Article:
Gmail now blocks all JavaScript email attachments

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As of earlier this week, anyone who tries to send a .js (JavaScript) file attachment via Gmail will be out of luck, as they’re now on Google’s list of restricted file types for attachments.

That means that GMail users can’t send or receive emails with .js file attachments. Anyone sending a .js file to a GMail user will find their email bouncing back to them with an explanation of why it wasn’t delivered.

JavaScript joins an ever-growing list of file types, including .exe and .bat files, that Gmail won’t allow.

This change might prove to be a minor annoyance to a few website or JavaScript developers, but this is very good news for the rest of us. It seems that users might finally be getting wise to the threat of malicious Microsoft Office files and last year we saw a noticeable rise in malicious JavaScript email attachments.

Attackers switched to using JavaScript files because they know many Windows users’ computers are configured to run them by default using Windows’ Windows Script Host (WSH), granting the malicious script a lot of the same run privileges as an executable.

Regardless of the operating system you run, we strongly recommend enabling the view of file extensions (so often hidden by default!) so you can see exactly what kind of file type you’re dealing with, mitigating the risk of running a malicious file by accident.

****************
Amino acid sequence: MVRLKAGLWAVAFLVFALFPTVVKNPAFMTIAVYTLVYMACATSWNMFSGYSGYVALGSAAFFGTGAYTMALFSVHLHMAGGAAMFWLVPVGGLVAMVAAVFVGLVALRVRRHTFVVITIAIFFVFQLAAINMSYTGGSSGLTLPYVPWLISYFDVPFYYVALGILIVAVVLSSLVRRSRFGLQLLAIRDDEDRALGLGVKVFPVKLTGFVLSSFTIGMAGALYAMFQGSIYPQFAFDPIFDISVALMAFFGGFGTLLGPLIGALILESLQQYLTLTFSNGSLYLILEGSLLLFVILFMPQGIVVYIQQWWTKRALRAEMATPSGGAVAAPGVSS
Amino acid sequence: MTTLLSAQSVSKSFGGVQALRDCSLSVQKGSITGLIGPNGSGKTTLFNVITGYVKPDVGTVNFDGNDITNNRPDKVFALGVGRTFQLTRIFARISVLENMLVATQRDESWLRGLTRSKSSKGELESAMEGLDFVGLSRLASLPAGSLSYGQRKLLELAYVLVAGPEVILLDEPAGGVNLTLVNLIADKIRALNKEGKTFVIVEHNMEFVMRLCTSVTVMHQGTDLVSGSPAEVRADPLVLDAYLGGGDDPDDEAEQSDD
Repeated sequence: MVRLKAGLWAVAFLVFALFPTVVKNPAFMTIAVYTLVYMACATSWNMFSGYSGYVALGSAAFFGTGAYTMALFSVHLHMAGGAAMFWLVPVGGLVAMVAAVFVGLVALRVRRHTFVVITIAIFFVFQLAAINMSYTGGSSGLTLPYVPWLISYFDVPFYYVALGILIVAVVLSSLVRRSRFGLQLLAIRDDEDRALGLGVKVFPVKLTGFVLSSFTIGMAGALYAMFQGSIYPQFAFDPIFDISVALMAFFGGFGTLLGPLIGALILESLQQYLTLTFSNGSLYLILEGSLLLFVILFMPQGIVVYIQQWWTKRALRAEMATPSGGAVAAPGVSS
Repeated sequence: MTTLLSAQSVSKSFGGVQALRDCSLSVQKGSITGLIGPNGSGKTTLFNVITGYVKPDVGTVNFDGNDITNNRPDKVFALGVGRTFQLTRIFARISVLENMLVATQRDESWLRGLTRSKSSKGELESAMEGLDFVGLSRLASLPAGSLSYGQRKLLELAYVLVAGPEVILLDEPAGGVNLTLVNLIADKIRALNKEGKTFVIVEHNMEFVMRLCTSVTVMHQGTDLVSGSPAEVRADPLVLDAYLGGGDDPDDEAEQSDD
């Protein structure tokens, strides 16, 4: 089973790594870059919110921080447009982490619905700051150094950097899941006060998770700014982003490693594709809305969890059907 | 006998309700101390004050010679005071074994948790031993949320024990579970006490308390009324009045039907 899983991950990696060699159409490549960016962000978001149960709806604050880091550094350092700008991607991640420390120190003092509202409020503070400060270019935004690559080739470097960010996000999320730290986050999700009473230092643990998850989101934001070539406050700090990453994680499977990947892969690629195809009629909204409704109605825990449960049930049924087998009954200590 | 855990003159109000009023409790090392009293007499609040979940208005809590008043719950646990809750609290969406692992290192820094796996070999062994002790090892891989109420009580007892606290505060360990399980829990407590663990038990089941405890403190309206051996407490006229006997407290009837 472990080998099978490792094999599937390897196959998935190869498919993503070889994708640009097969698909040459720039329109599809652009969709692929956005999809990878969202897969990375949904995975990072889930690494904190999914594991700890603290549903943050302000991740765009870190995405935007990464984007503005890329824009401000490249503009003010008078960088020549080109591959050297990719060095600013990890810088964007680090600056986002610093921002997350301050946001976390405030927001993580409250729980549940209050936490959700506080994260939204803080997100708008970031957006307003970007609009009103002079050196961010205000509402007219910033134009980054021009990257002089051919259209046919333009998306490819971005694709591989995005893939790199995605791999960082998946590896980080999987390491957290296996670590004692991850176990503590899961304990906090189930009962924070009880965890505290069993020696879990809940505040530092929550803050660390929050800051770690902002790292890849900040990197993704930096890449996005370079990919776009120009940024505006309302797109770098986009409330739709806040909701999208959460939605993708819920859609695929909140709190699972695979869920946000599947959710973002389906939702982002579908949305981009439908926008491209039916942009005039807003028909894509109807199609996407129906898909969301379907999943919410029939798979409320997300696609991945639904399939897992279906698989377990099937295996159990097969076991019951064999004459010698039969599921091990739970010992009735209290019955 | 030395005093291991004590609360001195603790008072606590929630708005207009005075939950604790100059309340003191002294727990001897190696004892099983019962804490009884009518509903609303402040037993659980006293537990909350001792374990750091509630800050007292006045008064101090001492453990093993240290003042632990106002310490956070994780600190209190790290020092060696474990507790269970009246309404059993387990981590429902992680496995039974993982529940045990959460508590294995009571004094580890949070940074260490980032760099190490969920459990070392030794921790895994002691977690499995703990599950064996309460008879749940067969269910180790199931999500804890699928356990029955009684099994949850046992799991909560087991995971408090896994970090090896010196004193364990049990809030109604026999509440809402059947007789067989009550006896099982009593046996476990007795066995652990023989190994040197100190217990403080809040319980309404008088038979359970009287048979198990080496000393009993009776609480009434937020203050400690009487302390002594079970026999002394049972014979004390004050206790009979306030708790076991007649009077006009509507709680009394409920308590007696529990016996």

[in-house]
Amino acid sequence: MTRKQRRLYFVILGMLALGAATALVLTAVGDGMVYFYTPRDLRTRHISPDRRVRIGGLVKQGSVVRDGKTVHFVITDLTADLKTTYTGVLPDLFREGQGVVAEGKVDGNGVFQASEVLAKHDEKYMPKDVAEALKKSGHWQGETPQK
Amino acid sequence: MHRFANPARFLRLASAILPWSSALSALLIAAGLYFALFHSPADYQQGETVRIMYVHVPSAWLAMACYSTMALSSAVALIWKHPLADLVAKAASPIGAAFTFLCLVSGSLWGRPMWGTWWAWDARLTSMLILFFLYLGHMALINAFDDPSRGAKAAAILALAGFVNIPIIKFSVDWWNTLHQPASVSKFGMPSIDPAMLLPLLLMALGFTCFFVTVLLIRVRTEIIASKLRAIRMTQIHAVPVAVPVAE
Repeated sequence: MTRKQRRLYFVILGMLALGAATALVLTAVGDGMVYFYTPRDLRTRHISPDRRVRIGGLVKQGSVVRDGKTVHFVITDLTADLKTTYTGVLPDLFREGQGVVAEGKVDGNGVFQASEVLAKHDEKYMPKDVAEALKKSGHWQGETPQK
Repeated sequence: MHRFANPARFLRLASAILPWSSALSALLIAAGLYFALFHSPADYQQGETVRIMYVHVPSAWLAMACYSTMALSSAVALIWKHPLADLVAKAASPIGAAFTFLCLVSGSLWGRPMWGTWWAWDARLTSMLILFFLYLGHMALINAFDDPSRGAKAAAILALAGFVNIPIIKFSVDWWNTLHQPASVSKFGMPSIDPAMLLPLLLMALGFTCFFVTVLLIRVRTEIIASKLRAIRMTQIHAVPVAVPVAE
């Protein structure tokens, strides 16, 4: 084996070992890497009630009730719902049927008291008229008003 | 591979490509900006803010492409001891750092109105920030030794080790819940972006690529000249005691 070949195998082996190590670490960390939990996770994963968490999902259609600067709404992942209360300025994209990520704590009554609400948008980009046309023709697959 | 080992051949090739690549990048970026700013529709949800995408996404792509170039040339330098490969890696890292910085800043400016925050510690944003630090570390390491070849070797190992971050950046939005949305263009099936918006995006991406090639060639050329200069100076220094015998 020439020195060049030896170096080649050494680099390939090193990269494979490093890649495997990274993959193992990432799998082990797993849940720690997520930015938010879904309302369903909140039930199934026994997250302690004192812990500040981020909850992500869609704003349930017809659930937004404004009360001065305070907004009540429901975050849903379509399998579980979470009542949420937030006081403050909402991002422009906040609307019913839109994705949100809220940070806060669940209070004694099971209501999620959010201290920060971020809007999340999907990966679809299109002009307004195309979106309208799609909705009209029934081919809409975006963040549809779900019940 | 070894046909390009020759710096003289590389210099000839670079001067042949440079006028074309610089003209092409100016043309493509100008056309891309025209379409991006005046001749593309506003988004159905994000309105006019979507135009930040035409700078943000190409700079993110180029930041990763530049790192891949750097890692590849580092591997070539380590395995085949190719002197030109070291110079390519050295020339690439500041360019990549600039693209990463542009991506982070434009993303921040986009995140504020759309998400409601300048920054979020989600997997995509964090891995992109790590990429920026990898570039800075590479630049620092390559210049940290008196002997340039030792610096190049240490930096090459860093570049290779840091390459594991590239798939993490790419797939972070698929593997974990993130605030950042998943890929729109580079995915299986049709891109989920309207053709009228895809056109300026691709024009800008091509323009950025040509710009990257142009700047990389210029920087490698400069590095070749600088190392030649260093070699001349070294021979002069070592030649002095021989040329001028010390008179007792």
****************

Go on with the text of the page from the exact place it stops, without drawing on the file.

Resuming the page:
For Windows users, we also recommend changing the Windows default behavior to open JavaScript files (.js, .jse) with Notepad, and not WSH. You can read instructions on how to make both these changes at the bottom of our article on ransomware in your inbox.

If you try to send an email with a .js attachment, Gmail will give you an error message letting you know that your file type isn’t allowed and was “blocked for security reasons”. As an alternative, Google will suggest using outside storage, like Google Drive or Dropbox, and linking to the file from within the email. (There’s no getting around this by zipping up your file either, as Google will take a look inside the compressed file to check.)

Don’t fall for malicious email tricks

With GMail users unable to receive malicious .js files attackers may switch tactics again so it’s important to stay wary of both emails with attachments and those without.

Remember that attackers cam control or fake almost every detail of an email so you can’t rely on any of the information you’ve been sent, whether it’s a link, a phone number or who the email’s from.

Some attackers will help you out by raising red flags with poor spelling, a sense of urgency (your account has been locked, your bill is overdue!), dodgy domains or suspiciously shortened links but some won’t. The crooks know that keeping it simple works and they how to copy and paste from legitimate emails.

If an email purports to come from an organization or person you know verify the email’s legitimacy by contacting the (apparent) sender directly.

If they want to talk to you find a number in your address book or on their website that you can call. If the email contains links that appear to go to their website, especially if it’s asking you to log in, don’t click on them. Ignore the links in the email and go directly to their website by typing their address in your browser or searching for them.